There is an open position for a Biomedical Animator working with Drew Berry at the Walter and Eliza Hall Institute of Medical Research in Melbourne, Australia. ‘Think of the smallest thing you can draw. Now think smaller. If you can visualise how one cell communicates with another, or how a parasite invades its host, and are able to use animation software to bring these processes to life for others, this is an opportunity for you.’ More info at http://www.wehi.edu.au/biomedical-animation-fellow.
This year, the Autodesk Art and Biology Award went to Jasmin Imran Alsous for Picasso’s Bulls and Drosophila’s Eggs. This submission highlights a connection between one of Picasso’s artworks and modern techniques used for processing biological image data. The Autodesk award is for the most popular VIZBI Art and Biology submission, and the winner receives a three-year subscription to Autodesk Maya. Well done Jasmin!
Benedetta Frida Baldi’s talk on ‘Novel approaches to modelling protein-protein interactions in biological space’ won the inaugural Fourmentin-Guilbert Foundation Award for Best Lightning Talk, based on popular vote by VIZBI 2016 participants. Benedetta explained protein interactions using a choreographed dance routine; she received a cash prize of €1,500 from the Fourmentin-Guilbert Foundation.
David Ma’s “Minardo: Untangling the Hairball” won the Nature Methods Award after coming second place in the vote for best scientific poster at VIZBI 2016. Congratulations to David and co-authors Christian Stolte, James Krycer, David James, and Seán O’Donoghue. David will receive a subscription to Nature Methods.
Fidel Ramírez’s innovative work ‘Hi-C Explorer: Tools to process and visualize chromosome conformation’ won the NVIDIA Best Scientific Poster Award, based on popular vote by VIZBI 2016 participants. Congratulations to Fidel and co-authors Vivek Bhardwaj and Thomas Manke – they received a Quadro M6000 video card.
Slides from the second breakout session (Thursday, 10 March 2016) are available at http://vizbi.org/Lightning/2016/F.
Slides from the first breakout session (Wednesday, 9 March 2016) are now available at http://vizbi.org/Lightning/2016/E.
Due to popular demand, we have extended the deadline to February 26th for all Art & Biology and Scientific Posters. Submission instructions were included in your conference registration email.
Remember, in order to be eligible for any of the VIZBI awards, you must have submitted your entry by the deadline. Winners of the NVIDIA Award for Best Scientific Poster, Fourmentin-Guilbert Foundation Award for Best Lightning Talk and Autodesk Art & Biology Award will be announced during the closing session on Friday 11th March.
We are delighted to announce a new award for Best Lightning Talk; the winner will be decided by popular vote, and will receive a cash prize of €1,500 from the Fourmentin-Guilbert Foundation.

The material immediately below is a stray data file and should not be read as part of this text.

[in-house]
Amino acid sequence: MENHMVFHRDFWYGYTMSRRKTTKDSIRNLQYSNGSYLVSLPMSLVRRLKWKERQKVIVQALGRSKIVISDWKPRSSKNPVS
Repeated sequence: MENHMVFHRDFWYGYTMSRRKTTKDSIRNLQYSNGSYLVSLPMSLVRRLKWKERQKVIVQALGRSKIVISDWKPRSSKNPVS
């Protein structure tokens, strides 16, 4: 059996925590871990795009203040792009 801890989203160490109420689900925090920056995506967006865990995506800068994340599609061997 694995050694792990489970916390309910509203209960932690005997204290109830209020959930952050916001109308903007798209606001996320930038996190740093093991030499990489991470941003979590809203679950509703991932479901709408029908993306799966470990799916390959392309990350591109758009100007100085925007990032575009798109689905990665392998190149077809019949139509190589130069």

Lightning talks are a challenging format where presenters have 1 minute to convey their scientific message by any means necessary. We look forward to new standards of scientific communication being set by VIZBI participants competing for this new award!
We are very pleased to add the Fourmentin-Guilbert Foundation (@FondationFG on Twitter) to the list of organisations supporting VIZBI. The Foundation promotes the Life Sciences by supporting new concepts in biology, and raising awareness in other scientific disciplines.
To be eligible, you must upload a scientific poster plus lightning talk slides prior to February 26 at 23:59 CET (deadline has been extended).
We are pleased to announce that – as with previous years – Autodesk have agreed to sponsor a prize for the most visually compelling and original ‘Art & Biology’ submission. Each VIZBI participant is invited to upload one artistically-inspired image, which will be featured on the VIZBI poster gallery. The award winner will receive a three-year subscription to Autodesk Maya (valued at $4,410 USD). Maya is widely-used for creating interactive 3D applications, video games, animated film, TV series, and visual effects. This generous prize is offered to participants from academics and industry alike, but cannot be resold. The Art & Biology entries will be unveiled during the Art & Biology evening on Thursday 10th March, and the winner will be announced on 11th March during the closing session. For details see the VIZBI 2016 poster page. The deadline for upload is February 26 at 23:59 CET (deadline has been extended).
We are pleased to announce that – as with previous years – NVIDIA have agreed to sponsor a generous prize for the poster that best exemplifies the use of data visualization to gain clear, compelling insight into an important scientific problem. The award winner will receive a Quadro M6000 card, one of the world’s most powerful GPUs, making real-time photorealistic rendering possible for even complex scenes. It can drive up to four 4K displays simultaneously, and its 3,072 CUDA cores make it perfect for many scientific applications. To upload your poster, use the submission link in your VIZBI registration email. Accepted posters will be published in the VIZBI poster gallery. The deadline for upload is February 26 at 23:59 CET (deadline has been extended).